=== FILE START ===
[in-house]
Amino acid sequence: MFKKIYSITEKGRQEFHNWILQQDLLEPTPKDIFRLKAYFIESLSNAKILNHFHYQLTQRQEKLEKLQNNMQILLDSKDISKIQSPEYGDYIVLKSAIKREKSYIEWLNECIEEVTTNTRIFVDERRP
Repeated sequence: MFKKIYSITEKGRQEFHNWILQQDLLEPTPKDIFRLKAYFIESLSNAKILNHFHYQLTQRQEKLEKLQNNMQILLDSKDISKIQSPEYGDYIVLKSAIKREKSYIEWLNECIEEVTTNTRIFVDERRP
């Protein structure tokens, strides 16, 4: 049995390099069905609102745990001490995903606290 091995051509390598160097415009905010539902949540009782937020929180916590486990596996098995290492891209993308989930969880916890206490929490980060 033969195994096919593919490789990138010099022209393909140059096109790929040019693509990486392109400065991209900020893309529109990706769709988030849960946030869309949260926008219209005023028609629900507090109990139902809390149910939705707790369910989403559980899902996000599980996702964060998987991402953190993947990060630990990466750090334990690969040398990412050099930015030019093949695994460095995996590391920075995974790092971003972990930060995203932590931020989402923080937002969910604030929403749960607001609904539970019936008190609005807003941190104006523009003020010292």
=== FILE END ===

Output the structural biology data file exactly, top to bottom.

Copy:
[in-house]
Amino acid sequence: MFKKIYSITEKGRQEFHNWILQQDLLEPTPKDIFRLKAYFIESLSNAKILNHFHYQLTQRQEKLEKLQNNMQILLDSKDISKIQSPEYGDYIVLKSAIKREKSYIEWLNECIEEVTTNTRIFVDERRP
Repeated sequence: MFKKIYSITEKGRQEFHNWILQQDLLEPTPKDIFRLKAYFIESLSNAKILNHFHYQLTQRQEKLEKLQNNMQILLDSKDISKIQSPEYGDYIVLKSAIKREKSYIEWLNECIEEVTTNTRIFVDERRP
């Protein structure tokens, strides 16, 4: 049995390099069905609102745990001490995903606290 091995051509390598160097415009905010539902949540009782937020929180916590486990596996098995290492891209993308989930969880916890206490929490980060 033969195994096919593919490789990138010099022209393909140059096109790929040019693509990486392109400065991209900020893309529109990706769709988030849960946030869309949260926008219209005023028609629900507090109990139902809390149910939705707790369910989403559980899902996000599980996702964060998987991402953190993947990060630990990466750090334990690969040398990412050099930015030019093949695994460095995996590391920075995974790092971003972990930060995203932590931020989402923080937002969910604030929403749960607001609904539970019936008190609005807003941190104006523009003020010292």